We are continuing to develop on the platforms that we own proprietarily in order to drive results programmatically. There are a lot of companies that do programmatic, but the way to do programmatic well is to have proprietary insights better than any party around you. And that’s what we’ve been able to do.

Channel-agnostic is very important to us. As more channels open up programmatically, we are ready to deliver on the outcomes for our clients.

RTD: We just had an interview with Laura Desmond [CEO] of Starcom MediaVest Group for a profile on our selection of them as our Media Agency of the Year, and she says one of the things that make SMG different is their focus on the “modern ID,” or a persistent, cookie-less ID that can attribute a user regardless of what digital media they are using. That’s something Xaxis also takes pride in: amassing the best, most representative and persistent IDs of the user base you are trying to reach.

Pangis: That is definitely an important component of what we’re doing.

RTD: How representative is Turbine now of the universe you are trying to reach?

Pangis: It’s a global platform, so different markets have different levels of penetration. Some markets are very heavily penetrated, and some of them are a little less due to their market dynamics and the availability of data, but Turbine has a substantial global footprint.

RTD: What is the percentage of coverage of unique user IDs that is necessary to be representative of a market? Just as a rule of thumb? Is there a six sigma delta for what that number is?

Pangis: I would say the 50% mark is the right number.

RTD: What is the most important thing you think the market should understand about Xaxis that you don’t think most people understand?

Pangis: Xaxis is often called non-transparent. And in fact, we are very transparent. All of our clients have 100% clarity and transparency on the prices they pay for Xaxis media products and the outcomes they get for whatever media budgets they allocate to Xaxis. That is the biggest fallacy I hear from people in the market, "Oh, Xaxis is non-transparent." That’s not accurate at all.

RTD: Do they also have transparency about your margins?

Pangis: I guess the question should be, do they know the margins of any other company they do business with, and the answer to that is no. What they know is the outcome they get for the budgets they use on any media they buy, whether it’s Google, Facebook or any individual publisher property. And that, in the end, is what matters to advertisers.

RTD: What is the biggest thing that would surprise people on the outside about Xaxis?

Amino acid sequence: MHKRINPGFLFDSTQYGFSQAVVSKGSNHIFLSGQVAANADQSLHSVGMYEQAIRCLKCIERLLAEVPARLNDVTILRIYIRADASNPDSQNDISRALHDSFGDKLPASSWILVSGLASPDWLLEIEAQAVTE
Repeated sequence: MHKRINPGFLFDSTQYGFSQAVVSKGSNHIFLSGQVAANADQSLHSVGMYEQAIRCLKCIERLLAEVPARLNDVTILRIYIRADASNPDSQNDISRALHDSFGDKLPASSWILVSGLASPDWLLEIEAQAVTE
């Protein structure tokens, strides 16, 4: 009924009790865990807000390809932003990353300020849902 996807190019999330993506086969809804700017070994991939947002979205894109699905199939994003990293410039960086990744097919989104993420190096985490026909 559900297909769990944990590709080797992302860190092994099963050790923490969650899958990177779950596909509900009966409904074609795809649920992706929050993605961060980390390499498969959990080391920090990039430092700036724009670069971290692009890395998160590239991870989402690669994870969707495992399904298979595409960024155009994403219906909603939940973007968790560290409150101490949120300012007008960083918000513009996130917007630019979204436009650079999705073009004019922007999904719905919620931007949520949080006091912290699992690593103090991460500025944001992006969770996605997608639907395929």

Pangis: We’re fairly large. We’re an 1,100-person company. And what’s amazing is that despite our size, it feels like a small family. We’ve been able to keep a very specific type of environment as it has grown from a small nascent company just five years ago to a large global company five years later. It’s something we really pride ourselves on. And it’s something we strive to continue.

RTD: When you look at digital ads on screens and you see ads you know are targeting or retargeting you based on your behavioral data, what do you think?

Pangis: I think there are two components. One is targeting. The second aspect is the creative. As an industry, I think we’ve all acknowledged that the experience should get better with better targeting. If you target an ad to the right person it becomes content, because it is useful information to that user.

We haven’t gotten there yet. I think we’re getting better every year, but digital as an industry is still fairly nascent. It’s only a couple of decades old.

The second is creative, and from a digital perspective, we are improving on that as well. And at Xaxis, this is something we are focused on.

It will be the improvement of targeting, and the improvement of creative as it is targeted at individuals, that will change the experiences of the users online. We need to improve on it, and when I get targeted with ads, sometimes it’s not targeted correctly and very often, the creative is not something that would engage me.

RTD: Do you ever install ad blockers or cookie management software on your personal devices to actively filter digital advertising?

Pangis: I do not.